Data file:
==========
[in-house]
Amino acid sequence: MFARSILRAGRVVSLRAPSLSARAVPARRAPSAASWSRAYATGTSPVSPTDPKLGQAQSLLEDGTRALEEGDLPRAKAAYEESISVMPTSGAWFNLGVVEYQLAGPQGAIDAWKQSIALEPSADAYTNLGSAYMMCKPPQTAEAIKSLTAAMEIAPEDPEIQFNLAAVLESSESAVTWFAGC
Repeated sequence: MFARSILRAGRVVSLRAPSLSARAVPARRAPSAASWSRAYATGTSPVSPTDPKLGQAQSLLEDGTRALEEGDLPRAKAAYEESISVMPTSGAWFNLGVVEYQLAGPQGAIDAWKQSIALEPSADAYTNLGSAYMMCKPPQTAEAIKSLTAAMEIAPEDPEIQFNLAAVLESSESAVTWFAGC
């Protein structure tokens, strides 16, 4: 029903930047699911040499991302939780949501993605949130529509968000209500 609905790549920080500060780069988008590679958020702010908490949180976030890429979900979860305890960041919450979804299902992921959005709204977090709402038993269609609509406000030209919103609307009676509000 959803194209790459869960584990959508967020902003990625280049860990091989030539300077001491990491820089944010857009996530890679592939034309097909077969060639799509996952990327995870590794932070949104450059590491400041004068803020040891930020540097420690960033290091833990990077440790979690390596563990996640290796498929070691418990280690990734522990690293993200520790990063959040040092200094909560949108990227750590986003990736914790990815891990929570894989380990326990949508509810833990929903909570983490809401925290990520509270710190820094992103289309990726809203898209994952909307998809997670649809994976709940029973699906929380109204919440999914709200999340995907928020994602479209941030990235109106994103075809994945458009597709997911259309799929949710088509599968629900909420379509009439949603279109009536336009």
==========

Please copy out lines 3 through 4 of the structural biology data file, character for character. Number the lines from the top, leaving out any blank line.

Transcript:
Repeated sequence: MFARSILRAGRVVSLRAPSLSARAVPARRAPSAASWSRAYATGTSPVSPTDPKLGQAQSLLEDGTRALEEGDLPRAKAAYEESISVMPTSGAWFNLGVVEYQLAGPQGAIDAWKQSIALEPSADAYTNLGSAYMMCKPPQTAEAIKSLTAAMEIAPEDPEIQFNLAAVLESSESAVTWFAGC
């Protein structure tokens, strides 16, 4: 029903930047699911040499991302939780949501993605949130529509968000209500 609905790549920080500060780069988008590679958020702010908490949180976030890429979900979860305890960041919450979804299902992921959005709204977090709402038993269609609509406000030209919103609307009676509000 959803194209790459869960584990959508967020902003990625280049860990091989030539300077001491990491820089944010857009996530890679592939034309097909077969060639799509996952990327995870590794932070949104450059590491400041004068803020040891930020540097420690960033290091833990990077440790979690390596563990996640290796498929070691418990280690990734522990690293993200520790990063959040040092200094909560949108990227750590986003990736914790990815891990929570894989380990326990949508509810833990929903909570983490809401925290990520509270710190820094992103289309990726809203898209994952909307998809997670649809994976709940029973699906929380109204919440999914709200999340995907928020994602479209941030990235109106994103075809994945458009597709997911259309799929949710088509599968629900909420379509009439949603279109009536336009």